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The Musicians of Bremen 

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THE MUSICIANS OF BREMEN

Lifeline Theatre

In the best children's tales a journey often counts more than reaching a destination. Whether the journey is Dorothy's circuitous return to Kansas, Puss 'n Boots' picaresque service of his king, or the animals' walk to Bremen in Lifeline Theatres charming children's theater version of The Musicians of Bremen, on-the-road learning supplies the moral of the tale.

Steve Totland loosely bases his sprightly 45-minute treatment on the Brothers Grimm tale about four enterprising animals who manage to outfox some robbers. Totland adds a love interest, subtracts the cock, and brings in a stream of nicely serviceable songs by director Jacquie Krupka. Rightly so--as Paul Sills's 60s Story Theater version showed, this folk tale cries out for music all along its path.

Different paths bring these all-too-human animals to the same predicament. On the eve of her marriage to Rudolpho the Renard, the cat Katrina (Sandy Snyder in a spangled polka-dot party dress) develops "cold paws"; she intends to run off in disguise (and, sly puss that she is, discover if Rudolpho loves her enough to look for her). Dodie (Meryl Friedman), a lovable schnauzer, was expelled from home for stealing Wiener schnitzel (something she protests she hates). Finally, Donald (Gary Glasgow), a famous bel canto singing donkey, embarks for the town of Bremen as a finalist in the annual "Music Makers' Big Time Competition and Bake Sale."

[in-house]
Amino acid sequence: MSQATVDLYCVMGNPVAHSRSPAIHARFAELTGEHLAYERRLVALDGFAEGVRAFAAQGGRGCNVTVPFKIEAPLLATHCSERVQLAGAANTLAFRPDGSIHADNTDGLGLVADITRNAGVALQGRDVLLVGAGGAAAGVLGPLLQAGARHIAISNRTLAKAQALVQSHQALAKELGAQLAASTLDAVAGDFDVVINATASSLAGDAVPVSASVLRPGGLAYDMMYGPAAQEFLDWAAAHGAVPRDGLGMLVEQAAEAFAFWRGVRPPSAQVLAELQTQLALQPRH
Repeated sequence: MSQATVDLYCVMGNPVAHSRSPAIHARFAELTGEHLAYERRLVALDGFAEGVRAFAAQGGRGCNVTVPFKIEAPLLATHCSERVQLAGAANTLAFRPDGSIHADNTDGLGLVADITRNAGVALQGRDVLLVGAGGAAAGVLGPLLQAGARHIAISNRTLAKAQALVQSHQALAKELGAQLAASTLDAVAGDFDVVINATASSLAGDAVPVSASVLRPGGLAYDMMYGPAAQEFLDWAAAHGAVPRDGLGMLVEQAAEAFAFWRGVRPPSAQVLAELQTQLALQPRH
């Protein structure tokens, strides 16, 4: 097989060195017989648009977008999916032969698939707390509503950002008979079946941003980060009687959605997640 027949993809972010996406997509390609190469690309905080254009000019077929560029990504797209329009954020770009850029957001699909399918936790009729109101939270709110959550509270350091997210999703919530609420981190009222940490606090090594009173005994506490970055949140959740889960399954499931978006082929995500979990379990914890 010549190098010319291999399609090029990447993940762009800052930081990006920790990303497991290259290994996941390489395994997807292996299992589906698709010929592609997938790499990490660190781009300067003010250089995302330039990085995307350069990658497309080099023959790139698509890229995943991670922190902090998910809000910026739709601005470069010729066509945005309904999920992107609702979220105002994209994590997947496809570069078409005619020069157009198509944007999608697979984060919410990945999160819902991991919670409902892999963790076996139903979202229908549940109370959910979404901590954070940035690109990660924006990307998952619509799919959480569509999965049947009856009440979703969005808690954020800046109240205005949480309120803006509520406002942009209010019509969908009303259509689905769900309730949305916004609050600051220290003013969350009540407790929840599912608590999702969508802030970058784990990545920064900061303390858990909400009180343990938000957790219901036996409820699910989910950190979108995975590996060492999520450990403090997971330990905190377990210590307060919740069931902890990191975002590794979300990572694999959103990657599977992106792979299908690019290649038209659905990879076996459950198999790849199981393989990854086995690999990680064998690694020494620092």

The three travelers meet on the road and decide to go together. They combine their resources to help them along: Katrina has an atlas, Dodie an efficient nose, and Donald a song in which he constantly reminds them how he practiced for the contest "seven minutes every hour, seven hours every day, seven days every week for eight years."

Of course, no carefree journey would be worth its weight in story telling. Trouble enters with the Singing Bandit (Brian-Mark Conover), a larcenous fox with a fearsome reputation for serenading his victims as he robs them. Predictably disliking Donald as a singing rival, the fox wants to prevent him from getting to Bremen, and goes so far as to disguise himself as an old woman, serving the donkey a sleeping potion in a stew. Happily, the bandit's true identity guarantees a happy ending. He joins the group, and they decide to go to Bremen to compete as a quartet.

Lifeline's resourceful and very likable production--the latest from their popular KidSeries--is simplicity itself: colorful flats, cartoonlike props, and tartly Teutonic costumes by Margaret Fitzsimmons-Morettini. With bestial zest the Lifeline quartet throw themselves into Krupka's sprightly a cappella songs, and Conover (belting out a torrid tango) and Glasgow (regaling us with bel canto roulades) prove themselves singers worthy of the coming contest.

Totland's witty dialogue and lyrics take enough sly turns to keep even adults amused (Dodie the dog, pleading to be allowed to join Katrina on the way to Bremen, says she travels light: "I've just got some fleas and they won't be any bother"), and the rapidly paced, rollicking songs should easily hold the toddlers' attention.

We never do learn if the animals win their competition, but by the end of the story, it doesn't matter; the journey is what's important.

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